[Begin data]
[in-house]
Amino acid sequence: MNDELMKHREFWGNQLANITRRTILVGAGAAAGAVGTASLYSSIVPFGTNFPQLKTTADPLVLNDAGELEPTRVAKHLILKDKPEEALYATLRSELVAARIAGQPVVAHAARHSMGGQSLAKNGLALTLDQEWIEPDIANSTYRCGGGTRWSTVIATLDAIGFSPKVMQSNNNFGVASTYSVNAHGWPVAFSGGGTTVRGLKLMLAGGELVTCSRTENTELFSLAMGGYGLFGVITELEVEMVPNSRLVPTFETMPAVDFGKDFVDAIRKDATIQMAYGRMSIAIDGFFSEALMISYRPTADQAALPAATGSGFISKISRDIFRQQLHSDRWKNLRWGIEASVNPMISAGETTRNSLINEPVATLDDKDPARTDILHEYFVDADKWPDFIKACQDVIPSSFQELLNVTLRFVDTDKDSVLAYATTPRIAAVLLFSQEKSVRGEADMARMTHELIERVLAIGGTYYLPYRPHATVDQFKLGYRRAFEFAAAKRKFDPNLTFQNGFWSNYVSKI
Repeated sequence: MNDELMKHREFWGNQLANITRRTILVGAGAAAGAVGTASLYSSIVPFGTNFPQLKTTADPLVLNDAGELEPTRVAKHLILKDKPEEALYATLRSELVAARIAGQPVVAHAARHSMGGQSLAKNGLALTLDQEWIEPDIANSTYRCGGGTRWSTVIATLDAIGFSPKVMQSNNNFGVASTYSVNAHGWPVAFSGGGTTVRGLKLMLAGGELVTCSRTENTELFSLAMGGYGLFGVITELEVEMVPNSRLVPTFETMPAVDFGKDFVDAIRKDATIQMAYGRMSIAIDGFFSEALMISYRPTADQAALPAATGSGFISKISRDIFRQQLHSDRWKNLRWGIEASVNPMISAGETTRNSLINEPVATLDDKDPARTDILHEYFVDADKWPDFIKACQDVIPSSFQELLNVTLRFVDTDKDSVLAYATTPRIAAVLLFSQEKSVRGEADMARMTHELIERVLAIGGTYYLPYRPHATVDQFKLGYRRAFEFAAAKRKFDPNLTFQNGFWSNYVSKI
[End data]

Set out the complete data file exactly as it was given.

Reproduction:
[in-house]
Amino acid sequence: MNDELMKHREFWGNQLANITRRTILVGAGAAAGAVGTASLYSSIVPFGTNFPQLKTTADPLVLNDAGELEPTRVAKHLILKDKPEEALYATLRSELVAARIAGQPVVAHAARHSMGGQSLAKNGLALTLDQEWIEPDIANSTYRCGGGTRWSTVIATLDAIGFSPKVMQSNNNFGVASTYSVNAHGWPVAFSGGGTTVRGLKLMLAGGELVTCSRTENTELFSLAMGGYGLFGVITELEVEMVPNSRLVPTFETMPAVDFGKDFVDAIRKDATIQMAYGRMSIAIDGFFSEALMISYRPTADQAALPAATGSGFISKISRDIFRQQLHSDRWKNLRWGIEASVNPMISAGETTRNSLINEPVATLDDKDPARTDILHEYFVDADKWPDFIKACQDVIPSSFQELLNVTLRFVDTDKDSVLAYATTPRIAAVLLFSQEKSVRGEADMARMTHELIERVLAIGGTYYLPYRPHATVDQFKLGYRRAFEFAAAKRKFDPNLTFQNGFWSNYVSKI
Repeated sequence: MNDELMKHREFWGNQLANITRRTILVGAGAAAGAVGTASLYSSIVPFGTNFPQLKTTADPLVLNDAGELEPTRVAKHLILKDKPEEALYATLRSELVAARIAGQPVVAHAARHSMGGQSLAKNGLALTLDQEWIEPDIANSTYRCGGGTRWSTVIATLDAIGFSPKVMQSNNNFGVASTYSVNAHGWPVAFSGGGTTVRGLKLMLAGGELVTCSRTENTELFSLAMGGYGLFGVITELEVEMVPNSRLVPTFETMPAVDFGKDFVDAIRKDATIQMAYGRMSIAIDGFFSEALMISYRPTADQAALPAATGSGFISKISRDIFRQQLHSDRWKNLRWGIEASVNPMISAGETTRNSLINEPVATLDDKDPARTDILHEYFVDADKWPDFIKACQDVIPSSFQELLNVTLRFVDTDKDSVLAYATTPRIAAVLLFSQEKSVRGEADMARMTHELIERVLAIGGTYYLPYRPHATVDQFKLGYRRAFEFAAAKRKFDPNLTFQNGFWSNYVSKI